Ending up in commercial studios with dancers at the time felt like a very ‘last resort’. I’d begun studying the work of photographers in the USA shooting athletes and dancers and I thought ‘I can do that!’ Thankfully, this genre of clients bring their own props, their own wardrobe, they are able to do their own hair and makeup, and they know exactly how to move and pose for their sport in a way that I could never direct. I could focus all my attention on lighting and my subject could just be authentically amazingly all by themselves. Of course, this was a journey as well because it wasn’t just photographing people but creating connection with them and that took time.
Mamiya C330 + TriX 400 film. F8 at 1/500sec (leaf shutter allows for faster sync speeds with strobes). Fast SS to reduce ambient light and create a darker background (white cyc) and hard contrasting light on the dancer. Gridded softbox 90deg direct to subject and pulled in as close as it would allow to decrease the depth in which it transitioned to shadow.
What was it and is it about photography that attracts you?
I get to create something, I get to take a feeling or a moment and make it tangible. And in photographing what I do, we get to celebrate something deeply personal and important to the person being photographed. I get to share in all their experience and hard work, failures, challenges and successes and I get to hear their story of how they go to be where they are. I have the privilege of both witnessing and documenting it, and in return I get to give them something beautiful of themselves that hopefully they haven’t seen quite like that before. And then knowing those photos will appreciate in value over time – that’s a beautiful thing.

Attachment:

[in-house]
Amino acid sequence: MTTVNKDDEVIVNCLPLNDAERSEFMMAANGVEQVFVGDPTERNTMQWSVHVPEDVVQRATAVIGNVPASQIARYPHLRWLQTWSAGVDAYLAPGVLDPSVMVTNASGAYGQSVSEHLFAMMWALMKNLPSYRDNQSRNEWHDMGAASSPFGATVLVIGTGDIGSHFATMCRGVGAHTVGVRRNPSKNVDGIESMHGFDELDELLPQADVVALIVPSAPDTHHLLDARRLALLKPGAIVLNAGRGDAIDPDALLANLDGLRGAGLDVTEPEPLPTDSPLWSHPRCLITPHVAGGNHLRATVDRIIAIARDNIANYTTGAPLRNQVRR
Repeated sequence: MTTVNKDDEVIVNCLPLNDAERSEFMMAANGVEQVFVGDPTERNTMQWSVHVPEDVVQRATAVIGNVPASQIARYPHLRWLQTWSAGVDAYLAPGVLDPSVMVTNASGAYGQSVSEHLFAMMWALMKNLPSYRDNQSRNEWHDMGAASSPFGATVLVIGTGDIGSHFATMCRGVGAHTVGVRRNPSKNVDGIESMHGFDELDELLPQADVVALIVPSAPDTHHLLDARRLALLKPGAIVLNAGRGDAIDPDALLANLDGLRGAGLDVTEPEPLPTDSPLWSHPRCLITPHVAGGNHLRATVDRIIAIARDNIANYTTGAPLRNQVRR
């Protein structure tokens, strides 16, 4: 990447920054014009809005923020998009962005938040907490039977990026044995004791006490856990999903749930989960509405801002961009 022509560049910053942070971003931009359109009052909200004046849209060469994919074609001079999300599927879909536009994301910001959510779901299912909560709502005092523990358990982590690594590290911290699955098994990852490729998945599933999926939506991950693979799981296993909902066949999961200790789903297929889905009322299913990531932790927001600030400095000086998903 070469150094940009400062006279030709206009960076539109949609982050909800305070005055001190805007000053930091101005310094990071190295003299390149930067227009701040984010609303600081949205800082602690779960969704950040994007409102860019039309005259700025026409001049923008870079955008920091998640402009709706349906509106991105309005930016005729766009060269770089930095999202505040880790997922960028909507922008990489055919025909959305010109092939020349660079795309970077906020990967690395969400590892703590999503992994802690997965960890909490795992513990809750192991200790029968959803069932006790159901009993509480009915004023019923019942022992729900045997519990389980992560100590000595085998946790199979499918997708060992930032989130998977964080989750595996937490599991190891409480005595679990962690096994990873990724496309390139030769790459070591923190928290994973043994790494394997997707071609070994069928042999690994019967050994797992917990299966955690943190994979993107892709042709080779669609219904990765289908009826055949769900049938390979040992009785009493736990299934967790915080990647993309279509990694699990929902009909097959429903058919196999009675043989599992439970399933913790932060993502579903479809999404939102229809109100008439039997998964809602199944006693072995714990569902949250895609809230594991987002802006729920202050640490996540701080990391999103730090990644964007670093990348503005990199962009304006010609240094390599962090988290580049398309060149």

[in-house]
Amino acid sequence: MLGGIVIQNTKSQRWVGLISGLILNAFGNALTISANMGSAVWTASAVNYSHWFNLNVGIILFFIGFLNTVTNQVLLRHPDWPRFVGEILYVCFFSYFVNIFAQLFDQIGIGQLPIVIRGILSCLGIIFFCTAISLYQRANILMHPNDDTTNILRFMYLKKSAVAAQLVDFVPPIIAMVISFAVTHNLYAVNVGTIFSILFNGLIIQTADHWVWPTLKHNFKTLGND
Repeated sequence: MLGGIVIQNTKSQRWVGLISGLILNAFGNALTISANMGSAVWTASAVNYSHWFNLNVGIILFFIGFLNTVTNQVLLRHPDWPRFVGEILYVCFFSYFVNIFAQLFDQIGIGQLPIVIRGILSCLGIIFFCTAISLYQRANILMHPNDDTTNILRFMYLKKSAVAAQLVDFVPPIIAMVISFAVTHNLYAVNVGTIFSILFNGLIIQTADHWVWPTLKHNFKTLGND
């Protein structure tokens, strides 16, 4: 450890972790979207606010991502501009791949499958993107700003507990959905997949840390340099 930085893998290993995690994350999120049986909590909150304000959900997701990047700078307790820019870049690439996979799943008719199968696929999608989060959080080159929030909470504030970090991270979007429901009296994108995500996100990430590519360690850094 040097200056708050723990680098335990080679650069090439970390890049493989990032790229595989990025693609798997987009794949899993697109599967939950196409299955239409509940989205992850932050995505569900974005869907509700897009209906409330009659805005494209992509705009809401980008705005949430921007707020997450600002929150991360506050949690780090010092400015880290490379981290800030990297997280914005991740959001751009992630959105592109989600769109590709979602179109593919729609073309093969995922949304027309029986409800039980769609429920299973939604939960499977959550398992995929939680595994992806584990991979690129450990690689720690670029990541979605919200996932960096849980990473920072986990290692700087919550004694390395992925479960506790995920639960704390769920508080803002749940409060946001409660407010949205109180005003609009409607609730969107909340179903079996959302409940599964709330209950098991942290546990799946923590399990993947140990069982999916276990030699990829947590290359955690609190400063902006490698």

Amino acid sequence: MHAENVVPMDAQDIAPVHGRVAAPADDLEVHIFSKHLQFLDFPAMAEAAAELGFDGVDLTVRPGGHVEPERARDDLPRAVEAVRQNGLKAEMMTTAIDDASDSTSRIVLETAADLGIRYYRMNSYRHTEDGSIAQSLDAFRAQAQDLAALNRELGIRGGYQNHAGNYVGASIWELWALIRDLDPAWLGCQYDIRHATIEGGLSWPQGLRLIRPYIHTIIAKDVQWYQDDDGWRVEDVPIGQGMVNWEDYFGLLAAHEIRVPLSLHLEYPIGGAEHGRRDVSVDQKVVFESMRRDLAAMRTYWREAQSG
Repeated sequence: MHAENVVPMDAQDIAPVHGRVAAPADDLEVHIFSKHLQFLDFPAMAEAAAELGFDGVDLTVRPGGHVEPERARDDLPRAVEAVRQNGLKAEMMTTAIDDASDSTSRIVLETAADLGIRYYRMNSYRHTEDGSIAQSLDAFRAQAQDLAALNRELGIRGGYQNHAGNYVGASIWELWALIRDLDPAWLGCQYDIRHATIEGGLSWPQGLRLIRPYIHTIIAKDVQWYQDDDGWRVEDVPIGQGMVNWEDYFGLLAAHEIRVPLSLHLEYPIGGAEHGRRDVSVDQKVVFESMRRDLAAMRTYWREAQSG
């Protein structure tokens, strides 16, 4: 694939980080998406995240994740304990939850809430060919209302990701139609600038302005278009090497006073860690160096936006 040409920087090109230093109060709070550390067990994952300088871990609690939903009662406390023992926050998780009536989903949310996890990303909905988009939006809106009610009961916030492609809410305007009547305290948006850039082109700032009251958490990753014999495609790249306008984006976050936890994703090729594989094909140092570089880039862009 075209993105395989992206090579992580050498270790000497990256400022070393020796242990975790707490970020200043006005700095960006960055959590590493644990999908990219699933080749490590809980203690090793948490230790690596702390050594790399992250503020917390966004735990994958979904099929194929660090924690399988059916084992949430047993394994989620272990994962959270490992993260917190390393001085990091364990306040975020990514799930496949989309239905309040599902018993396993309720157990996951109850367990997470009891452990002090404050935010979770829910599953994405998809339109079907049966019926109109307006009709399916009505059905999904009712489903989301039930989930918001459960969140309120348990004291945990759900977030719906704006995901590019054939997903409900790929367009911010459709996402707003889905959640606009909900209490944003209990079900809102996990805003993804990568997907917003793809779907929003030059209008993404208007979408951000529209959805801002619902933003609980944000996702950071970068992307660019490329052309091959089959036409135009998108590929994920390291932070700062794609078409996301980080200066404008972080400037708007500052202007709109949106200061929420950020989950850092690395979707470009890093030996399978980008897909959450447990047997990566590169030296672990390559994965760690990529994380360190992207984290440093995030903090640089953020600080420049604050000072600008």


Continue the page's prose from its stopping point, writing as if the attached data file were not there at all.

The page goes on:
Nikon D800 + Sigma 35mm. Sunrise. Natural Light. I love the perspective distortion in the 35mm lens and don’t hesitate shooting portraits up close with wide angle lenses.
What is it about shooting on film that keeps you going especially in the digital world?
To be honest, I was forced kicking and screaming into film, so I’m afraid I’ll burst any romantic bubble anyone has about it being a dreamy attraction!